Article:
I’ve located another source that has canning tomatoes, down near my friend Kate’s house. She’s picking up 40 pounds for me this weekend, so I’ll get some more canned early next week. I’ll can another dozen or so quarts, and a big batch of pints for recipes that don’t call for as many tomatoes. I’m just canning plain tomatoes this year, vs. the marinara sauce and tomato soup and chili base I made last year. And I have a gracious plenty of tomato relish left from last year, so no problem there.
Even if you’re a canning novice, there’s not much easier than canning tomatoes. You’ll need a big pot, one that you can set jars upright in and cover them with water. One of those $7.99 “canning kits” from WalMart is helpful. And you’ll need jars, lids and rings.
Be sure your jars have rims that aren’t chipped, cracked for nicked; if they are, trash ’em. Run them through a cycle in the dishwasher, or hand-wash them in hot, soapy water. Take a big cookie sheet, line it with a dishtowel, soak it down with water, and slide it in the oven. Set your jars on that, and turn the oven on 200.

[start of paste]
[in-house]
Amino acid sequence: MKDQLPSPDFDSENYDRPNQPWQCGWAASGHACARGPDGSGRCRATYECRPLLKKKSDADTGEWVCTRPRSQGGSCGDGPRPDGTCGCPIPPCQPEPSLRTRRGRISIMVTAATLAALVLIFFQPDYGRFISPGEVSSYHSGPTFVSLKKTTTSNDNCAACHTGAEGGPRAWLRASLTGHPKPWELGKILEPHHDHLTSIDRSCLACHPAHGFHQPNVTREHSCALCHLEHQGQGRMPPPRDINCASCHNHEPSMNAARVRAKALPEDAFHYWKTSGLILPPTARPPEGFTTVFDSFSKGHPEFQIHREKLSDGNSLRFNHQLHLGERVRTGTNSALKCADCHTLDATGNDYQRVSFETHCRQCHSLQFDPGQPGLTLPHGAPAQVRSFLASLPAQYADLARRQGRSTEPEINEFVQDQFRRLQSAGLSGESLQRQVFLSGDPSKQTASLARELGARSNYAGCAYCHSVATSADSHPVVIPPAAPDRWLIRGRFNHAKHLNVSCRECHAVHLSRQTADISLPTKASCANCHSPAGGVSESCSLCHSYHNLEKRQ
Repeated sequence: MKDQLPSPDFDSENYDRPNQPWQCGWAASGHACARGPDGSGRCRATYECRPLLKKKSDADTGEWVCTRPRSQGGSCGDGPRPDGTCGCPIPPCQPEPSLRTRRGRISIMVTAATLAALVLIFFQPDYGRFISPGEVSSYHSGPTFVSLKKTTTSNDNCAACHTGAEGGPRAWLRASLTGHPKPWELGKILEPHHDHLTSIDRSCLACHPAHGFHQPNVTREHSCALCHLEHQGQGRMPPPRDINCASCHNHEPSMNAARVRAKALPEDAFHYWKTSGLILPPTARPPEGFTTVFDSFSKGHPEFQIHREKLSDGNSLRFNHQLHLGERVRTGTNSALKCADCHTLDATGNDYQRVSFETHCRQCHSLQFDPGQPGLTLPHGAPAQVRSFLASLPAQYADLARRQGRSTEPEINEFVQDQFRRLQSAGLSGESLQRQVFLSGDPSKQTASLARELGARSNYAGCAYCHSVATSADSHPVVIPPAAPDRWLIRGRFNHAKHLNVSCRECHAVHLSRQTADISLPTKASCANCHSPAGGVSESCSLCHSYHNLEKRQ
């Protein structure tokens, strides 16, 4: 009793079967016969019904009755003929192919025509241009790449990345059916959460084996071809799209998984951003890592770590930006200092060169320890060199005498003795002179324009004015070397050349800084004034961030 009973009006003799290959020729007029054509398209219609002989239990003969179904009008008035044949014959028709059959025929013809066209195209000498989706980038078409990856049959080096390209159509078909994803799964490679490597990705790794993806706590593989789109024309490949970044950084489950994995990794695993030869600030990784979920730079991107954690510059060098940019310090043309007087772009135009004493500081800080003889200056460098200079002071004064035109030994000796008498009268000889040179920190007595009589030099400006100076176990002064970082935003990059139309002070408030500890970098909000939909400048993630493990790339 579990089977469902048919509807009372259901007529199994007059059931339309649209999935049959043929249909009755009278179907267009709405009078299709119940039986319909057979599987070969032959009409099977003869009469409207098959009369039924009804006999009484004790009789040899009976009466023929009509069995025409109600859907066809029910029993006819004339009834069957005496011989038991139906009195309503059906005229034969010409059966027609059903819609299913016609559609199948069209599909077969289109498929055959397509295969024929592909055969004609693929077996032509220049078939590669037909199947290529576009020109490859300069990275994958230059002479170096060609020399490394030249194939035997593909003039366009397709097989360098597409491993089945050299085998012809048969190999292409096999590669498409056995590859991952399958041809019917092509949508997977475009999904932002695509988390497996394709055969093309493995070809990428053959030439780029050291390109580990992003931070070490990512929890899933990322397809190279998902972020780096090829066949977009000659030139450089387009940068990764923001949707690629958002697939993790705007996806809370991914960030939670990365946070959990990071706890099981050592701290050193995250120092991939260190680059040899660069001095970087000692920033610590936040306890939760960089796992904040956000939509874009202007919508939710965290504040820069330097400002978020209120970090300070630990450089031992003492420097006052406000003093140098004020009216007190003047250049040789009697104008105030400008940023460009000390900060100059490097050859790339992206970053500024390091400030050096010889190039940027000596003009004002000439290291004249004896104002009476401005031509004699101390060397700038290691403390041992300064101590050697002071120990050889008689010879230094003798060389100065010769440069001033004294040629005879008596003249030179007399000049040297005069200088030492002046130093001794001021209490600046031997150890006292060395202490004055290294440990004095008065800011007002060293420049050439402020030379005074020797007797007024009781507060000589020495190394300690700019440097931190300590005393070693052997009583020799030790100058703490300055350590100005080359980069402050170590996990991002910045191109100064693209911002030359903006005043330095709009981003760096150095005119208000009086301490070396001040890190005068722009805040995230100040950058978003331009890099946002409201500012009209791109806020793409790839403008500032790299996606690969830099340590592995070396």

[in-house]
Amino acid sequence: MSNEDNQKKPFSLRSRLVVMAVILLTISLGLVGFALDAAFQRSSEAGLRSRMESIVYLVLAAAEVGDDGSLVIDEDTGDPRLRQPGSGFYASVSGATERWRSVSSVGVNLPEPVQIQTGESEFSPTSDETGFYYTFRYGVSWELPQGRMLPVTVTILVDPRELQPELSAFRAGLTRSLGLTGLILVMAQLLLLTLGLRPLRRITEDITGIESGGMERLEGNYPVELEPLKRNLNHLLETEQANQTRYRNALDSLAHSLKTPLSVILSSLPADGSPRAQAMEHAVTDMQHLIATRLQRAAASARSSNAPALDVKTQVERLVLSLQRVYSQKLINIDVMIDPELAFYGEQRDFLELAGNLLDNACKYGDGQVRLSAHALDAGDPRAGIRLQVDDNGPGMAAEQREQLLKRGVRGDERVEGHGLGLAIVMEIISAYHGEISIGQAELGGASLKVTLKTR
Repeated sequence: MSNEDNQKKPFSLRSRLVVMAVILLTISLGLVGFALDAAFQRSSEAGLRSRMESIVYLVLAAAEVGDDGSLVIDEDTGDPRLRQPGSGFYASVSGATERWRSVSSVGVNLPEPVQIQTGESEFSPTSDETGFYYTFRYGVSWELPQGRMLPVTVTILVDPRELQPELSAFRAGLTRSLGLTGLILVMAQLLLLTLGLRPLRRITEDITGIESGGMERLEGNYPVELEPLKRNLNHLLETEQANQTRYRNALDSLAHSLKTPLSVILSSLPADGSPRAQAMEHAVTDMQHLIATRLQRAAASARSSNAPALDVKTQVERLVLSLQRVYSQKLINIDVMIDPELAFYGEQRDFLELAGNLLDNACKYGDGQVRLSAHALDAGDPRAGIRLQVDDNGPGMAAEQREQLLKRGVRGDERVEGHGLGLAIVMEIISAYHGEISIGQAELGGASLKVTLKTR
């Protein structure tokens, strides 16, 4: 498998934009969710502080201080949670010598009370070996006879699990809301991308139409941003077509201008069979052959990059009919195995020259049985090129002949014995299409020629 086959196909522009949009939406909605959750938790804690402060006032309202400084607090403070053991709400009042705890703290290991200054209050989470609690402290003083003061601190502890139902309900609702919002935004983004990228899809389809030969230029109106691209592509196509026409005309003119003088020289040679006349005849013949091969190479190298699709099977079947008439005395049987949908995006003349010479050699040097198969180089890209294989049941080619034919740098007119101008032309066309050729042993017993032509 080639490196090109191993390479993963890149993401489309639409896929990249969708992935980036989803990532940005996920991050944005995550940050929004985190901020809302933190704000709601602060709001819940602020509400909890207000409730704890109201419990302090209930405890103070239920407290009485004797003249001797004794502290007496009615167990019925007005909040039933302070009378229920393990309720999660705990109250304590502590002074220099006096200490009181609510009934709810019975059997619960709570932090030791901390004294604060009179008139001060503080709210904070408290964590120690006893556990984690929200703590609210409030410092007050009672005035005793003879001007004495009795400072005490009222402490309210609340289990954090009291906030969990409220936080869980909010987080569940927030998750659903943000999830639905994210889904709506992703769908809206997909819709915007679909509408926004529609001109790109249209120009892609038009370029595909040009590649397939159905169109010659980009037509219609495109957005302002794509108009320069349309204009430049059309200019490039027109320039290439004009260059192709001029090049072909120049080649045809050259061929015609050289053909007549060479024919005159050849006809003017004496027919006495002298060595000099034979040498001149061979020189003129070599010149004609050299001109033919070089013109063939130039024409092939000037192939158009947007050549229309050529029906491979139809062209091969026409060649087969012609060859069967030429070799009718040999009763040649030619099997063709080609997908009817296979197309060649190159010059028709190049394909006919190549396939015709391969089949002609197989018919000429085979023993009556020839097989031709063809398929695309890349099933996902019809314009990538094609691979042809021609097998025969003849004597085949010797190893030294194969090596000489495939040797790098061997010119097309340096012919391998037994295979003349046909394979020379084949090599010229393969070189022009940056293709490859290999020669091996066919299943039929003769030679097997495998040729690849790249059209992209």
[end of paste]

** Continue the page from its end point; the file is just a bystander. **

Put the “flats,” or flat lids, in a saucepan of water on the stove and bring it to a boil. Turn it off, and leave it covered; you’ll heat it up again when you’re ready to can.
Prep your tomatoes. It helps if you have a big pot with a strainer insert. I use my shrimp pot. I fill the basket with tomatoes to the fill line for the pot. Then I fill the pot with water, and take the tomato basket out and set it aside. Bring the water to a boil, and gently lower the tomatoes back into it; put the lid on and let the water come back to a boil. Turn off the heat, and wait about 10 minutes.
Take the basket out, let the water drain a moment, and then dump your tomatoes in the sink. When they’re cool enough to handle, use your hands to pull the skins off. Roughly chop the tomatoes — I go for about eighths or 16ths, depending on the size — and put tomatoes and juice in a big pot.